I am about to do a bold thing. I am about to give to the world the particulars of a life fraught with incident and adventure. I am about to lift the veil from the most voluptuous scenes. I shall disguise nothing, conceal nothing, but shall relate everything that has happened to me just as it occurred. I am what is called a woman of pleasure, and have drained its cup to the very dregs. I have the most extraordinary scenes to depict, but although I shall place everything before the reader in the most explicit language, I shall be careful not to wound his or her sense of decency by the use of coarse words, feeling satisfied there is more charm in a story decently told than in the bold unblushing use of term which ought never to sully a woman's lips.
I was born in a small village in the state of Pennsylvania, situated on the banks of the Delaware, and about thirty miles from Philadelphia. My father's house was most romantically situated within a few yards of the river. It was supported as it were, at the back by a high hill, which, in summer was covered with green trees and bushes. On each side of the dwelling was a wood so dense and thick that a stranger un-acquainted with the paths through it could not enter. In front of the house, the river on sunshiny days gleamed and glistened in the rays of the sun, and the white sails passing and repassing formed quite a picturesque scene. At night, however, especially in the winter time, the scene was different. Then the wind would howl and moan through the leafless trees and the river would beat against the rocks in a most mournful cadence. To this day I can remember the effect it had on my youthful mind, and whenever I hear the wind whistling at night, it always recalls, to my memory my birth place.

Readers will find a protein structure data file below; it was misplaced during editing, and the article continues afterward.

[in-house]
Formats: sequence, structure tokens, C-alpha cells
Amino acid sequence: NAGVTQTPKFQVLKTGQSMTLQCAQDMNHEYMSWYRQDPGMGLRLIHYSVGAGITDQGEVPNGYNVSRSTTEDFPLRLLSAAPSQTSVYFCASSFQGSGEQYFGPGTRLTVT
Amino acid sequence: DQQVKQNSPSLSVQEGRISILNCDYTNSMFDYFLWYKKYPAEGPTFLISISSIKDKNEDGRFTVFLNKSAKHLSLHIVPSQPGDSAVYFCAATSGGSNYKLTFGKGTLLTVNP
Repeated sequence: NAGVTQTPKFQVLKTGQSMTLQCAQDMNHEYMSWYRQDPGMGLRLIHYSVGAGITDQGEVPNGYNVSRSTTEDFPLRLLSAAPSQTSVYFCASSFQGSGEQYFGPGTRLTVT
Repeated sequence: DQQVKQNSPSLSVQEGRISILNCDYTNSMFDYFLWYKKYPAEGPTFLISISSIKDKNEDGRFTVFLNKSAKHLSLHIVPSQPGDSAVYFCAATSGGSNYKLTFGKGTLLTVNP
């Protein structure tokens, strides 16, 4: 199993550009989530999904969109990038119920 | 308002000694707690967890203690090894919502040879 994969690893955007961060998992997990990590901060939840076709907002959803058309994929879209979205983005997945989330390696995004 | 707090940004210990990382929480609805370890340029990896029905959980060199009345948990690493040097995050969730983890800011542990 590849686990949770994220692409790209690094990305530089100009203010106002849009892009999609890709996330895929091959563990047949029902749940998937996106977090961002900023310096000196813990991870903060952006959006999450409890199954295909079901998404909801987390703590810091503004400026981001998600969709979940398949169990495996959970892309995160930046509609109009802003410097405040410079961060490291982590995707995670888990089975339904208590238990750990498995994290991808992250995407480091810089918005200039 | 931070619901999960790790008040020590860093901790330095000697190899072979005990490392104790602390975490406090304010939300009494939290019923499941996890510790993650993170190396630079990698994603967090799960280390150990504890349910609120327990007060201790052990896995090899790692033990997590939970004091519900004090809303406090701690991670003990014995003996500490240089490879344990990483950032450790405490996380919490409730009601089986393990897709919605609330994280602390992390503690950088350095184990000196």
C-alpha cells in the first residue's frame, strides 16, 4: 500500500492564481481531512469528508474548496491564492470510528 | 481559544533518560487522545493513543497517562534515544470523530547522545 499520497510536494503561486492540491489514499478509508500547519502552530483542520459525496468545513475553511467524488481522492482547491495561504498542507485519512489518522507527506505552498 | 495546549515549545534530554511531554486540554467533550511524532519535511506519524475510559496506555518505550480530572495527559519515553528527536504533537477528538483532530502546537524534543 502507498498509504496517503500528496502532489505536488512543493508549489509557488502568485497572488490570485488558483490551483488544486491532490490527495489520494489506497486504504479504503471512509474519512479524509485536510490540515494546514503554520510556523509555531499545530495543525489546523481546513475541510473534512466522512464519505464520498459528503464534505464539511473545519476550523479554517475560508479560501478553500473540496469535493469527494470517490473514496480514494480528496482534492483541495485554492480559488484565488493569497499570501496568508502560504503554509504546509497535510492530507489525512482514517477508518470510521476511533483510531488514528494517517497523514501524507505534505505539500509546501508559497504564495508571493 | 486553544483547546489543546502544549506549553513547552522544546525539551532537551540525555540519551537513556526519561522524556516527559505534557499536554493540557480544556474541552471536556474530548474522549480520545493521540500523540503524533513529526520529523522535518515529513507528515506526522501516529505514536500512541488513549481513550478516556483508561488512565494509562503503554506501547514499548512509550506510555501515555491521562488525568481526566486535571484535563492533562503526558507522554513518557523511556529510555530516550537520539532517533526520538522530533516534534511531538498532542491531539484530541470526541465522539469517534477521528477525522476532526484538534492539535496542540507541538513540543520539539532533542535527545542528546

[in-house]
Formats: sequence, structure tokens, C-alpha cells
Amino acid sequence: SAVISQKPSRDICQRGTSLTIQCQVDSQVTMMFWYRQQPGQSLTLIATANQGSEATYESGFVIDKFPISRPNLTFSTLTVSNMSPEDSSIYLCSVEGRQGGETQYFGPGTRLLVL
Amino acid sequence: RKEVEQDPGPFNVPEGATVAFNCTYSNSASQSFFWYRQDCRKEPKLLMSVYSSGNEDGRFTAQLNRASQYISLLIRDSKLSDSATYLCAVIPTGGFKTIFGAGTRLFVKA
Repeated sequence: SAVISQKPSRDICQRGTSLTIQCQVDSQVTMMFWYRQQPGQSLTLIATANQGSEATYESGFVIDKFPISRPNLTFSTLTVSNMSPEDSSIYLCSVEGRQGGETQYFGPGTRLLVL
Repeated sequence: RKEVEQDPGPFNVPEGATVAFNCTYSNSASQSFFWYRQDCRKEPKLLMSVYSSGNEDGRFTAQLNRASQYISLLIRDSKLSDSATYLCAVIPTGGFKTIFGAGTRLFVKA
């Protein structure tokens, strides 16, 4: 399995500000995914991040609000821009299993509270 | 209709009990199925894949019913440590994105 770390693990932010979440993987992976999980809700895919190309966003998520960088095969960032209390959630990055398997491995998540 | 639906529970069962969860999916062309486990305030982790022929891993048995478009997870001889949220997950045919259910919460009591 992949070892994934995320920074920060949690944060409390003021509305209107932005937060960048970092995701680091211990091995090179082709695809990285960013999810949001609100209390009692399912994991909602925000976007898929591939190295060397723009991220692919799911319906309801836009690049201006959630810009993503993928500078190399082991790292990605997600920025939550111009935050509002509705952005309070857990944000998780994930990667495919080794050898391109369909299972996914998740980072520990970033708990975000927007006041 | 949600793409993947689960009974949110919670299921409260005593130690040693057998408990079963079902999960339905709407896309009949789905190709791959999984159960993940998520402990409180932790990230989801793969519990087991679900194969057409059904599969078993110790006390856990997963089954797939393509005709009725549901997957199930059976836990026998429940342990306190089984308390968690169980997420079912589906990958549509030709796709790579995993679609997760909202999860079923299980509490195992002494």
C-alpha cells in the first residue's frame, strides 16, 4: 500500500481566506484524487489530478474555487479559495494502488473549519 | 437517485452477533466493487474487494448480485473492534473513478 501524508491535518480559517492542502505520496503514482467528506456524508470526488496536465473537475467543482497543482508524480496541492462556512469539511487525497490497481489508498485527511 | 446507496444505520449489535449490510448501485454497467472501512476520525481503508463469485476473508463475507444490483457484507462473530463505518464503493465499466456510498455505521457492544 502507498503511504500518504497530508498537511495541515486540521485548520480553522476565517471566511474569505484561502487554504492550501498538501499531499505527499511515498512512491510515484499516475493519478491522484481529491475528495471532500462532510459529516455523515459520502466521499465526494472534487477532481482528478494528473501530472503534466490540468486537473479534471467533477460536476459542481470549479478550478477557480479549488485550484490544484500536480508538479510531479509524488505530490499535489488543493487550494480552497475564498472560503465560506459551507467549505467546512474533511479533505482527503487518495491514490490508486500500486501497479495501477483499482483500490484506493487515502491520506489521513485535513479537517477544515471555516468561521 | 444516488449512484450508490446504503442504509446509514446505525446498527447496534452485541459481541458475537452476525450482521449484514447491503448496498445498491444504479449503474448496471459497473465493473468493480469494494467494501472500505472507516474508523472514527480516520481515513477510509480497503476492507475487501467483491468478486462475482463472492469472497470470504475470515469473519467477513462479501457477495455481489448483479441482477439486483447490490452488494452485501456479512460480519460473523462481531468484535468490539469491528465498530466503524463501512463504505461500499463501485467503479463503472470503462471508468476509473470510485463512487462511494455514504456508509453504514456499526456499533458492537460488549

My father was a stern, austere man, usually very silent and reserved. I only remembered seeing him excited once or twice. My mother had died in my infancy—(I was but fifteen months at the time) and my father's sister became his housekeeper. I had but one brother a year older than myself. How well I remember him, a fine noble-hearted boy full of love and affection. We were neglected by our father and aunt, and left to get through our childhood's days as best we could. We would wander together hand in hand by the river side or in the woods, and often cry ourselves to sleep in each other's arms at our father's want of affection for us. We enjoyed none of the gayeties, none of the sports of youth. The chill of our home appeared to follow us wherever we went, and no matter how brightly the sun shone, it could not dissipate the chill around our hearts. I never remember seeing my father even smile. A continual gloom hung over him, and he usually kept himself locked in his room except at meal times.
This life continued until I was ten years of age, when one day my father informed me that the next day I was to go to Philadelphia to a boarding school. At first I was glad to hear it, for any change from the dull monotony of that solitary house must be an agreeable one to me....